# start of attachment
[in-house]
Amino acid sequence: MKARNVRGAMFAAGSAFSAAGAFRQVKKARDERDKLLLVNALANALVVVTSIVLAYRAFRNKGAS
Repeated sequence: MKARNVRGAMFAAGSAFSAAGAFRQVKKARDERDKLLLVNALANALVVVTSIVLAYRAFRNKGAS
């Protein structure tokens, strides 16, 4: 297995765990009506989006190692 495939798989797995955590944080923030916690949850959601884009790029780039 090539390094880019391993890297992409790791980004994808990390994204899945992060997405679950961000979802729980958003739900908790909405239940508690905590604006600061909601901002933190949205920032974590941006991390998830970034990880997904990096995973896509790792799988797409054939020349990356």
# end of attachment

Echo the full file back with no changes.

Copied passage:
[in-house]
Amino acid sequence: MKARNVRGAMFAAGSAFSAAGAFRQVKKARDERDKLLLVNALANALVVVTSIVLAYRAFRNKGAS
Repeated sequence: MKARNVRGAMFAAGSAFSAAGAFRQVKKARDERDKLLLVNALANALVVVTSIVLAYRAFRNKGAS
């Protein structure tokens, strides 16, 4: 297995765990009506989006190692 495939798989797995955590944080923030916690949850959601884009790029780039 090539390094880019391993890297992409790791980004994808990390994204899945992060997405679950961000979802729980958003739900908790909405239940508690905590604006600061909601901002933190949205920032974590941006991390998830970034990880997904990096995973896509790792799988797409054939020349990356």